This is by far what most customers ask for. A stone of this grading will have no seen inclusions in it, even with using a loupe. These stones will carry a larger price tag, so be prepared for that when you ask to view them.
VVS1, VVS2: very very slightly included.
The inclusions in stones with this grading will be very faint but noticeable with a 10* loupe. Sometimes the inclusions are so miniscule that it takes a few minutes for even a reputable jeweler to pin point.
VS1, VS2: very slightly included.
The inclusions in these stones will be more easily noticed by a skilled jeweler with a 10* loupe. These stones are great choices for couples trying to stay within a budget because these inclusions exist, but they are still might not be so noticeable that they could effect the sparkle.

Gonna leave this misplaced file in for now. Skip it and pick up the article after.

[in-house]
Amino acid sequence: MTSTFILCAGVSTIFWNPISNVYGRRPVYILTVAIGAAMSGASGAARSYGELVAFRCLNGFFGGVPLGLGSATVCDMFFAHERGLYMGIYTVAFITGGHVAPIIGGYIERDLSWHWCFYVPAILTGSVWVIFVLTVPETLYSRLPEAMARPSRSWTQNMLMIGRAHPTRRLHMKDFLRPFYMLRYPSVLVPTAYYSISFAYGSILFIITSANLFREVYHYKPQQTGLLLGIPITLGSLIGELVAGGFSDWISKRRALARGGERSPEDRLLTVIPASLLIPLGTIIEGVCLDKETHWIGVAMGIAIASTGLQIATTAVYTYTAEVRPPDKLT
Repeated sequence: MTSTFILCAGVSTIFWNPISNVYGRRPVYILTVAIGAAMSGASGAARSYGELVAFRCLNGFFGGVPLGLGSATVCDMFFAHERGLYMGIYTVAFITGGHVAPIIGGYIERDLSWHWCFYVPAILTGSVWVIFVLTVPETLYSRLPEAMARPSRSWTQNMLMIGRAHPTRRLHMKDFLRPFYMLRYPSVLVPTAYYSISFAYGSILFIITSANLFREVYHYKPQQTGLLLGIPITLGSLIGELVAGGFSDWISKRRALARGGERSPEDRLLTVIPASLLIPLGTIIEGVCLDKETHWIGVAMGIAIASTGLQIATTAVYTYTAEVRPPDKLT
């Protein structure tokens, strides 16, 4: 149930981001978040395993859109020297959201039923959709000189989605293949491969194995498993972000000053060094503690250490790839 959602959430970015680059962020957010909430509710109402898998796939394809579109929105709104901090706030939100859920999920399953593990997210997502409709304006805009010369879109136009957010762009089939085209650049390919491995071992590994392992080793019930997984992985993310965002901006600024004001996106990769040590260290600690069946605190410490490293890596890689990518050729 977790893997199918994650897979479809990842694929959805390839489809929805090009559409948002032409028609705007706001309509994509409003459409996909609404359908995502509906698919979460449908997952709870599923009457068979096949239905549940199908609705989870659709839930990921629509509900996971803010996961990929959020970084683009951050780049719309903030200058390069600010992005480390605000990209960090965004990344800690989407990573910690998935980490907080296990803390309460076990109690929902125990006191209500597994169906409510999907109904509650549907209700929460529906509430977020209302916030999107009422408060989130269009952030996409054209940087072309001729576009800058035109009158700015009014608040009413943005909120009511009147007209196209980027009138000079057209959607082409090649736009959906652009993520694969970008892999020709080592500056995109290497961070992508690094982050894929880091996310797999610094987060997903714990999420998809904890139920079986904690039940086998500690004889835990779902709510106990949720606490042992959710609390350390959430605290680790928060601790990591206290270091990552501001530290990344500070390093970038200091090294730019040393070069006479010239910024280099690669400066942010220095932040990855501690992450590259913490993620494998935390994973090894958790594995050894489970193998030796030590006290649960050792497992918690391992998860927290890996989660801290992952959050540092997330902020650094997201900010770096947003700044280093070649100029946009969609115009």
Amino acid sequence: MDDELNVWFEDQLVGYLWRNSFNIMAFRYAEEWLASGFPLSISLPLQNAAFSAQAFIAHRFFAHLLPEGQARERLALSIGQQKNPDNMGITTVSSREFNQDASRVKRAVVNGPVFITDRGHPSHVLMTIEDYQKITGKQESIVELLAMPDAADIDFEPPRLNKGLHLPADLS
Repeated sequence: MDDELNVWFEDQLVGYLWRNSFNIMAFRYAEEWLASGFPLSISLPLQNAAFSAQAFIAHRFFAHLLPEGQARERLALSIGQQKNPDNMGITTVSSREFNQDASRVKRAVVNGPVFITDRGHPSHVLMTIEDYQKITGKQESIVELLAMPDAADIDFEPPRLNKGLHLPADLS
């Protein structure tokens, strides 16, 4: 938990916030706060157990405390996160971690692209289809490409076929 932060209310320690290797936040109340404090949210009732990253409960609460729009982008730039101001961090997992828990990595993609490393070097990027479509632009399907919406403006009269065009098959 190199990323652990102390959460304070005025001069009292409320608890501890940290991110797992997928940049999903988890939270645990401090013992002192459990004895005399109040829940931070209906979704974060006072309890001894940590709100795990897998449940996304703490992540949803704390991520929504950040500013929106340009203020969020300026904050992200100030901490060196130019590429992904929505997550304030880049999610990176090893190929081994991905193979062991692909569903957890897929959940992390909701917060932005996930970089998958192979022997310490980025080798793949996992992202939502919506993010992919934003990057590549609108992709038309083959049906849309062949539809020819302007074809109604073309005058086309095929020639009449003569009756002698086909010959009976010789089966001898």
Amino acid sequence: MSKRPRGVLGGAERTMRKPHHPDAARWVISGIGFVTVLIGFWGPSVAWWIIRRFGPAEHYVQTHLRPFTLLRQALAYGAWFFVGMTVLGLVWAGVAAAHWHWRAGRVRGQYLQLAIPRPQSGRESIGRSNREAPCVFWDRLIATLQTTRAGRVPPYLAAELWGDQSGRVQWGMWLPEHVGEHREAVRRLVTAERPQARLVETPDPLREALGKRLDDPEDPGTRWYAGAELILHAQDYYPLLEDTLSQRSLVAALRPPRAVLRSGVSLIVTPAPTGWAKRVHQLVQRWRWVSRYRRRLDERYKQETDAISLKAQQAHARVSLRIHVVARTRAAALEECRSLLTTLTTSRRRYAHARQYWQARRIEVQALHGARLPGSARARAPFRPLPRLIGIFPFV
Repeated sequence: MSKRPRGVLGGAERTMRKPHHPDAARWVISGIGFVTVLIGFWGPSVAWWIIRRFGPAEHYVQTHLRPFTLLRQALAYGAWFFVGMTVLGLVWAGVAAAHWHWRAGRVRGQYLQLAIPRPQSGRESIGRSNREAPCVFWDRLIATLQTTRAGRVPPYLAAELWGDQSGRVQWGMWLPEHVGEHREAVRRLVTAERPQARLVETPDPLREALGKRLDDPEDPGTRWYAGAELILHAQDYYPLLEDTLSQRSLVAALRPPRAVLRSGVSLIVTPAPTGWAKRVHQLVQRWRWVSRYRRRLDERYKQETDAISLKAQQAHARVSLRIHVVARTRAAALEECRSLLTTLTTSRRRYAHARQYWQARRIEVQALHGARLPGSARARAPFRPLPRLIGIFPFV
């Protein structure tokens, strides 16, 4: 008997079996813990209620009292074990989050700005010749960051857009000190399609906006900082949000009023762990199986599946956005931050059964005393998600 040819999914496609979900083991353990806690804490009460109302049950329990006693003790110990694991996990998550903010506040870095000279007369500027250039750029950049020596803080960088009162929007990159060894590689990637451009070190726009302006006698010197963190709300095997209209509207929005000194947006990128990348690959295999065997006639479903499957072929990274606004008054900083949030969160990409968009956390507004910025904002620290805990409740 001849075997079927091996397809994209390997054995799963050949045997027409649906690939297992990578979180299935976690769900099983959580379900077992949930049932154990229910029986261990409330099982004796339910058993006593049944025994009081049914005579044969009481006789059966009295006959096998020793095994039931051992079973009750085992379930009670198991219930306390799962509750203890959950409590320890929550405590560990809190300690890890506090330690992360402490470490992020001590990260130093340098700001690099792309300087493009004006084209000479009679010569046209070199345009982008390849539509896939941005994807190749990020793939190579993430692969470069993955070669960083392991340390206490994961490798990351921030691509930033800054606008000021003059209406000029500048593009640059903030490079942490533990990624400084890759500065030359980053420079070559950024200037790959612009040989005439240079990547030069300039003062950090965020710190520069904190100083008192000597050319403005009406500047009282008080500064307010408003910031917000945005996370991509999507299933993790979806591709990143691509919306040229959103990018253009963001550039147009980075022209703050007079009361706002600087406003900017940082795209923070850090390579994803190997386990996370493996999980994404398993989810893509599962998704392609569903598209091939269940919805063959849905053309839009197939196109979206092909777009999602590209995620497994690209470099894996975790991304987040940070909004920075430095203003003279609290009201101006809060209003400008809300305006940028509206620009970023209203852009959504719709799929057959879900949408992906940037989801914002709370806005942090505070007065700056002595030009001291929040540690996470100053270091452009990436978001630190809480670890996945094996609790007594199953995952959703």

SI1, SI2: slightly included.
These stones inclusion are easily seen with a 10* loupe.
I1, I2, I3: included.
I always advise my clients to avoid these grades stone. Because of a lot of inclusions, the sparkle of the diamond becomes less dramatic.
Why We Have VVS1 and VVS2 or VS1 and VS2?
Just when you thought learning all the different letter variations was hard, now we’re adding numbers to the grading equation. If you see the number one at the end of the of the clarity grading it means that the inclusions are in the side of the diamond, making them not as visible. Having the number 2 after the grading means that the inclusions are in the center of the stone, which means that they are probably more noticeable and will effect the sparkle of the stone more. Although it can seem tedious, it is important to know and understand what you are buying. Putting that ring on your significant others finger means so much more, if you hand picked the stone.
Which One Is More Important? Size? Cut? Color? Or Clarity?